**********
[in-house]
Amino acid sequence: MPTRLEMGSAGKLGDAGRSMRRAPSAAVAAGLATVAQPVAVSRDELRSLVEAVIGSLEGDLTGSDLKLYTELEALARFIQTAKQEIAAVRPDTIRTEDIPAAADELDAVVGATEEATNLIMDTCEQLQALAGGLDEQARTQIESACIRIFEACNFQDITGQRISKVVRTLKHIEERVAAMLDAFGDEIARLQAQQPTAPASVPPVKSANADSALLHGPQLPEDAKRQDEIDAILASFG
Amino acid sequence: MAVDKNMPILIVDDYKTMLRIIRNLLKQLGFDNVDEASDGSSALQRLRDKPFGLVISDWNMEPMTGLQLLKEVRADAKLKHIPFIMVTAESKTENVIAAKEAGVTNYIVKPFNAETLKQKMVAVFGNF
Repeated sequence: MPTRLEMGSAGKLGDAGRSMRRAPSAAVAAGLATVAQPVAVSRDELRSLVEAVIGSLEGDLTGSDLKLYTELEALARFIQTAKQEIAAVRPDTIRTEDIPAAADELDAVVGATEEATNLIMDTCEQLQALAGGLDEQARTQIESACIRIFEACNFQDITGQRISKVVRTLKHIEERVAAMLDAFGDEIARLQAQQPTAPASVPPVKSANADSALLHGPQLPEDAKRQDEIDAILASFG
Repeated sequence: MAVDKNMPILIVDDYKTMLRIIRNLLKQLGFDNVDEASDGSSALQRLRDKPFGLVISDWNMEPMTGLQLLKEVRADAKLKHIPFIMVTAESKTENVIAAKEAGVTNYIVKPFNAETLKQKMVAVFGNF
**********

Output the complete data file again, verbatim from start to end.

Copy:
[in-house]
Amino acid sequence: MPTRLEMGSAGKLGDAGRSMRRAPSAAVAAGLATVAQPVAVSRDELRSLVEAVIGSLEGDLTGSDLKLYTELEALARFIQTAKQEIAAVRPDTIRTEDIPAAADELDAVVGATEEATNLIMDTCEQLQALAGGLDEQARTQIESACIRIFEACNFQDITGQRISKVVRTLKHIEERVAAMLDAFGDEIARLQAQQPTAPASVPPVKSANADSALLHGPQLPEDAKRQDEIDAILASFG
Amino acid sequence: MAVDKNMPILIVDDYKTMLRIIRNLLKQLGFDNVDEASDGSSALQRLRDKPFGLVISDWNMEPMTGLQLLKEVRADAKLKHIPFIMVTAESKTENVIAAKEAGVTNYIVKPFNAETLKQKMVAVFGNF
Repeated sequence: MPTRLEMGSAGKLGDAGRSMRRAPSAAVAAGLATVAQPVAVSRDELRSLVEAVIGSLEGDLTGSDLKLYTELEALARFIQTAKQEIAAVRPDTIRTEDIPAAADELDAVVGATEEATNLIMDTCEQLQALAGGLDEQARTQIESACIRIFEACNFQDITGQRISKVVRTLKHIEERVAAMLDAFGDEIARLQAQQPTAPASVPPVKSANADSALLHGPQLPEDAKRQDEIDAILASFG
Repeated sequence: MAVDKNMPILIVDDYKTMLRIIRNLLKQLGFDNVDEASDGSSALQRLRDKPFGLVISDWNMEPMTGLQLLKEVRADAKLKHIPFIMVTAESKTENVIAAKEAGVTNYIVKPFNAETLKQKMVAVFGNF